Encounter Rebecca Louise Law’s extraordinary floral installation

Encounter Rebecca Louise Law’s extraordinary floral installation

18 Jun 2021

Some 250,000 preserved and fresh flowers and foliage have filled a gallery at Compton Verney Art Gallery, in an extraordinary new installation by artist Rebecca Louise Law. Arts Society Lecturer and gallery curator Dr Amy Orrock takes us behind the scenes.

Installation shot, Seasons at Compton Verney

With masses of flowers suspended from the ceiling on thousands of copper wires, an ambitious installation called Seasons has gone up at Compton Verney; its subtitle is ‘a journey through nature’. Winding around and filling one of the gallery spaces, it takes viewers on an experiential voyage through the year: opening with spring, before looping almost full circle through summer, autumn and winter. 

Installation shot, Seasons at Compton Verney


Law’s choice of medium is no accident. She can trace six generations of gardeners in her family. Growing up close to a National Trust estate, she describes a childhood filled with nature, learning about horticulture from her father, who was head gardener at Anglesey Abbey. She believes that flowers are the ultimate gift of the natural world. ‘Playing’ and a wonder in nature are core to her practice. While studying Fine Art she became frustrated by her inability to accurately represent the sublime qualities of nature on canvas. Inspired by installation art, she swapped paint for flowers, acquiring knowledge of her medium by working for a florist. By 2003 she was using flowers as paint and space as canvas. 

Law’s installations combine an epic sense of scale with a harmonious sense of place. The Canopy (2016) is a permanent work inside a Melbourne mall, with 150,000 blooms from Australia’s Yarra region suspended over shoppers’ heads. For Banquet (2019) at La Roche-Jagu, a medieval French banqueting hall was filled with 15,000 flowers to evoke the sensory pleasures of a feast, using Normandy flowers close to medieval species. 

Community, 2018, Toledo Museum of Art


Seasons was commissioned before the onset of the pandemic, but recent events have made the project more resonant. Lockdowns grounded Law at her home in Snowdonia, giving her ‘the gift of time’. Inspired by painter Mary Newcomb, whose work is also on show at the gallery, Law decided to keep a 2020 nature diary, writing, drawing and preserving aspects of the natural world in notebooks. She has also kept a daily Instagram diary (@rebeccalouiselawdiary), capturing moments as the months change. Begun in November 2019, these diaries span a period during which people found solace in nature on their doorsteps: micro and macroworlds intertwined.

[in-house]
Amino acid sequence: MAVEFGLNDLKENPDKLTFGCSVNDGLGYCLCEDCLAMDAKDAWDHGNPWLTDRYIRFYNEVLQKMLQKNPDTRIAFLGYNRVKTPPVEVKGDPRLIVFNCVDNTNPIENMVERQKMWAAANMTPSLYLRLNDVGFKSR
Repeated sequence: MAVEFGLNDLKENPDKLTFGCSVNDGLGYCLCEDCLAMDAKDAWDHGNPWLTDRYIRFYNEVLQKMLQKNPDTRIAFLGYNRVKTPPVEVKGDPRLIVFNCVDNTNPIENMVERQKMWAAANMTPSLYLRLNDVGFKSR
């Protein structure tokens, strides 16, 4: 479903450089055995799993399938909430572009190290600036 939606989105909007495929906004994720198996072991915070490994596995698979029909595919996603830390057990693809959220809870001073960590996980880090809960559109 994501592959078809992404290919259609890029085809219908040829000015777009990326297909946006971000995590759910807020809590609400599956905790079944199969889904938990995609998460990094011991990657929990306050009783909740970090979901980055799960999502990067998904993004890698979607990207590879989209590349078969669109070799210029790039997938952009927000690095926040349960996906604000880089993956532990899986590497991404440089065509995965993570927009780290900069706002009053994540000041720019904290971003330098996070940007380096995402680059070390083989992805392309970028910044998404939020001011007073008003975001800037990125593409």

Running alongside Law’s diary insights is a vision of nature that is as expansive and inclusive as her art. Core to her practice is community involvement. ‘I make installations to enable people to interact with nature, to give time to observe and be moved by the beauty of creation,’ she states. Volunteers are regularly drafted in to help facilitate her work at the final stages. Her largest installation to date, Community (Toledo Museum of Art, 2019), contained 520,000 elements, each individually wired into garlands with the help of 1,000 volunteer hours. Law’s commitment to collaborative making as a means of facilitating engagements with nature is part of what makes working with her so exciting. 

Life in Death, 2017, photo Charles Emerson; Shirley Sherwood Gallery


Law’s sustainable approach to the natural world is inspiring. The mass cultivation and transportation of flowers for the floristry industry costs over £100bn per annum, with no expectation that the temporary displays will last beyond the average two-week life expectancy of a cut flower. In contrast to this disposable culture, Law’s flowers are carefully hung upside down to air-dry. Much of her preserved material is retained for future projects. Some of the flowers used in Seasons come from her collection and date back to 2004; these are supplemented by a layer of foliage and flowers harvested from Law’s garden over the past year. In line with this ethos, the exhibition graphics are fully recyclable. Capturing and preserving the sights, sounds and smells of nature, this installation will leave no physical trace, but the experience of engaging with Seasons will endure. 


Rebecca Louise Law: Seasons

Compton Verney, until 30 August


An extended version of this feature originally appeared in the Spring 2021 issue of The Arts Society magazine, available exclusively to Members and Supporters.

About the Author

Dr Amy Orrock

• Amy is senior curator at Compton Verney Art Gallery & Park
• An art historian and curator, she has published and lectured widely on northern European art of the 16th and 17th centuries
• Among the exhibitions she has curated are
Cranach: Artist and Innovator (2020–21) and Painting Childhood: From Holbein to Freud (2019). Her lectures include Who was Bruegel? Discovering the Master through his Sons and Centuries of Childhood: Portraits of Children from Holbein to Freud


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